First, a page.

The Virginia Natural Resources Leadership Institute (VNRLI) is to honored to receive legislative support in the biennial budget signed by Governor Northam last month, via a budget amendment sponsored by Del. Steve Landes and co-patroned by Del. Kirk Cox. The General Assembly budget includes $100,000 each year for the VNRLI to accomplish three goals: providing full scholarships to emerging leaders from underserved populations to attend the program; enhancing the level of professionalism of the program through greater access to speakers, trainers, and meeting spaces; and catalyzing the VNRLI alumni network to address Virginia’s toughest natural resources issues.
VNRLI is a partnership of the Institute for Environmental Negotiation at the University of Virginia, Virginia Cooperative Extension at Virginia Tech, and the Virginia Departments of Forestry, Conservation & Recreation, Environmental Quality, and Game & Inland Fisheries. The program develops leaders in the Commonwealth who can help groups involved in contentious natural resources issues move beyond conflict toward consensus building and collaborative problem solving.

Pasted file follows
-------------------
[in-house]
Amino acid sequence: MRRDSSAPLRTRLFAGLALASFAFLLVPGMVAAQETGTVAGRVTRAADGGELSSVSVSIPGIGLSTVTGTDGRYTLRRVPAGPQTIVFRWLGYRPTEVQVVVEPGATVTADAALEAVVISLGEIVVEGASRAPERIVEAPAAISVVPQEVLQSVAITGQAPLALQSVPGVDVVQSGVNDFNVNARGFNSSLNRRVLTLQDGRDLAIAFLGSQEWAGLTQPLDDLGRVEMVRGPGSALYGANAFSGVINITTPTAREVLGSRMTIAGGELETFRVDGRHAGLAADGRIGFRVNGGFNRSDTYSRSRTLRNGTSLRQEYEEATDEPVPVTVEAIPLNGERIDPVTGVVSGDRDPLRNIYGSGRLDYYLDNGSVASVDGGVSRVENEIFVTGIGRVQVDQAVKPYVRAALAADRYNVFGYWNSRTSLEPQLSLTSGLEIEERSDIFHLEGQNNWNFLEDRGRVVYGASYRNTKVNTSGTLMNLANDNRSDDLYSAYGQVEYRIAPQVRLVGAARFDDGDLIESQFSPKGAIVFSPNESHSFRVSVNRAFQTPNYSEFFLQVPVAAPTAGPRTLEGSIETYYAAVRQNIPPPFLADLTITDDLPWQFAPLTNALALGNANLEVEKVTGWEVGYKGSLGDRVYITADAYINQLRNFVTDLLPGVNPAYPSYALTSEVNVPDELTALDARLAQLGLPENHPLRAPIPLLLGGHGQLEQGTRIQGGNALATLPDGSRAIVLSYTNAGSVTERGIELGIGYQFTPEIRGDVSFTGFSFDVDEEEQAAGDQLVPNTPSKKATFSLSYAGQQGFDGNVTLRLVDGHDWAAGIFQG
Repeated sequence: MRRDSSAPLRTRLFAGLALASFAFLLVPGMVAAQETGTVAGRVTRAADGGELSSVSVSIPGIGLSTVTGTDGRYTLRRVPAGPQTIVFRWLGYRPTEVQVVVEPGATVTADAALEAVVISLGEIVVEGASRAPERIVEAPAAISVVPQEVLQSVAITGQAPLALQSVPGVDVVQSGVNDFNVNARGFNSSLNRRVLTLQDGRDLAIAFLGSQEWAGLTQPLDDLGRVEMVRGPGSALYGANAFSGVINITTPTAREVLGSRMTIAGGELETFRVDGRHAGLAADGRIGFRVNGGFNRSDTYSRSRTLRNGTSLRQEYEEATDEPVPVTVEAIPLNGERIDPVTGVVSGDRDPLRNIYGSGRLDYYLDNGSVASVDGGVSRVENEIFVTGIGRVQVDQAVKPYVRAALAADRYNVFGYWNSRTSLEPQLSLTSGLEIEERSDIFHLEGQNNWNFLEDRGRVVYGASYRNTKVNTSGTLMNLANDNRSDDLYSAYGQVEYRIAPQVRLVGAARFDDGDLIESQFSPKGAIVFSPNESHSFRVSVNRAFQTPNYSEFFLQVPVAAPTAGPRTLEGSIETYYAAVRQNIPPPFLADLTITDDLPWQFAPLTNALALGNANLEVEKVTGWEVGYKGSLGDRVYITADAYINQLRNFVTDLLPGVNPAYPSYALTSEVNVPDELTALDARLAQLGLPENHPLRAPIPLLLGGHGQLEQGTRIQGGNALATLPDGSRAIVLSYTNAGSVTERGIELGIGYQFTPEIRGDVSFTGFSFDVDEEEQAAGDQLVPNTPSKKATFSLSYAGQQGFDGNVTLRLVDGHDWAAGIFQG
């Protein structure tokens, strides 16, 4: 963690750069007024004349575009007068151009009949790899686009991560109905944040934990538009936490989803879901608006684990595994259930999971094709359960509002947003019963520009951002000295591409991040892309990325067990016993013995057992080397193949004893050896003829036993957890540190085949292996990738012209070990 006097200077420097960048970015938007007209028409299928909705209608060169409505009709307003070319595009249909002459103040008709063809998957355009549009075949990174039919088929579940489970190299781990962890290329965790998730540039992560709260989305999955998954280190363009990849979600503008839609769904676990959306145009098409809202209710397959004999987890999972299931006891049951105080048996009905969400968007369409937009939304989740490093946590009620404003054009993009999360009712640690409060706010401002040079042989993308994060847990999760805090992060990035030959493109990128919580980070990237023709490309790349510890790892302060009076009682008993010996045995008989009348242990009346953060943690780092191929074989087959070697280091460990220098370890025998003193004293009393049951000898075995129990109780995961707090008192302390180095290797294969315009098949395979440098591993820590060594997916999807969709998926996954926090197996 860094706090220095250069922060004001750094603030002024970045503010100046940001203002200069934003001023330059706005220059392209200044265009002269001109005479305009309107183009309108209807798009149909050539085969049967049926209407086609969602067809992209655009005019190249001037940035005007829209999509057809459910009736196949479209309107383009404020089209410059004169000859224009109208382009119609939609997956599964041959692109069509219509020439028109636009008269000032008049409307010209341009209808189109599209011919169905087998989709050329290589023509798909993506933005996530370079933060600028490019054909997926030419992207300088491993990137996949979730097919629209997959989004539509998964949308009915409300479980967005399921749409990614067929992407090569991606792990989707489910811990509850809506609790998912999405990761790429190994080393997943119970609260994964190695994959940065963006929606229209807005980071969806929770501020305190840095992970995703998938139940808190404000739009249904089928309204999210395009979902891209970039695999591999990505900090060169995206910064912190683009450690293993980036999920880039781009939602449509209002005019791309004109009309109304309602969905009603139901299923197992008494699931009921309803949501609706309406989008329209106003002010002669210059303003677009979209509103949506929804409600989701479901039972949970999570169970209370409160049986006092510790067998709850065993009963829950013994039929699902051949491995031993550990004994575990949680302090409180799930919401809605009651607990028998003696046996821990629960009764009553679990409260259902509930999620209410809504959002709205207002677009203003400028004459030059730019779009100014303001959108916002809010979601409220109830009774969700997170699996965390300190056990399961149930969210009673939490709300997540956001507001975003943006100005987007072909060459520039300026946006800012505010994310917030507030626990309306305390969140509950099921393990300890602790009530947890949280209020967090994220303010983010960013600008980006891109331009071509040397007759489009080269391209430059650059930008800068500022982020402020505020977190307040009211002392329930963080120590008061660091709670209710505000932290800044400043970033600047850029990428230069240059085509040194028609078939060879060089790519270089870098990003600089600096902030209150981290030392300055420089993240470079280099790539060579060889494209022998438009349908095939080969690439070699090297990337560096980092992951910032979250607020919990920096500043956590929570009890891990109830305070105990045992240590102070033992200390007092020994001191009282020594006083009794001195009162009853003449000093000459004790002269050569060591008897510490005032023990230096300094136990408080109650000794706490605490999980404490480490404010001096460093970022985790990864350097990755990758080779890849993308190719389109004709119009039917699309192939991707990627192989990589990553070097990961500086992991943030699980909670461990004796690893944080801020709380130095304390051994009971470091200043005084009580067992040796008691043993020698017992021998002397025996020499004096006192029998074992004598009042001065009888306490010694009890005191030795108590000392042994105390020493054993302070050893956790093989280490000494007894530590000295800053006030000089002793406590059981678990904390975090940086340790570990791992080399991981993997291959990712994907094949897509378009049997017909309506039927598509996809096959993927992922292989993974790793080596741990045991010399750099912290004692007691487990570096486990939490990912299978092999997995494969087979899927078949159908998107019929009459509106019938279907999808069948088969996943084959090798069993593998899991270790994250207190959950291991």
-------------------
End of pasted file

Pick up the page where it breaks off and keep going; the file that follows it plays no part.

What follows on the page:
VNRLI is changing the way decisions are made in the Commonwealth by training over 500 of the state’s outstanding natural resources leaders to date. Through VNRLI’s program, participants drawn from industry, nonprofits and academia, and local, state, and federal government, are equipped with skills to tackle current and future natural resources challenges.
Pew Trusts reports that in Virginia twenty-five percent of state employees will be eligible to retire in the next five years. VNRLI provides personal and professional development for the next generation of leaders who will be stepping into these roles.
The program is comprised of six three-day sessions held around the state. The 2018-2019 VNRLI will host sessions in Shenandoah National Park, the Northern Neck, Richmond, Danville, Southwest Virginia, and Charlottesville. Participants in the upcoming program will explore issues surrounding fisheries and oyster farming, environmental justice, extractive resources, sustainable agriculture and more.
This generous recognition by the Virginia legislature allows the VNRLI program to increase its impact and role in developing the next generation of Virginia’s leaders. Bettina Ring, Virginia’s Secretary of Agriculture and Forestry, describes, “What’s really unique and valuable about VNRLI is how it helps participants grow personally and professionally. The program develops skills in collaborative decision-making and building consensus, which is of tremendous benefit to the Commonwealth.”
For more information about the VNRLI program, please visit http://vnrli.ien.virginia.edu or contact Program Manager, Kelly Altizer, at 434-924-6569 or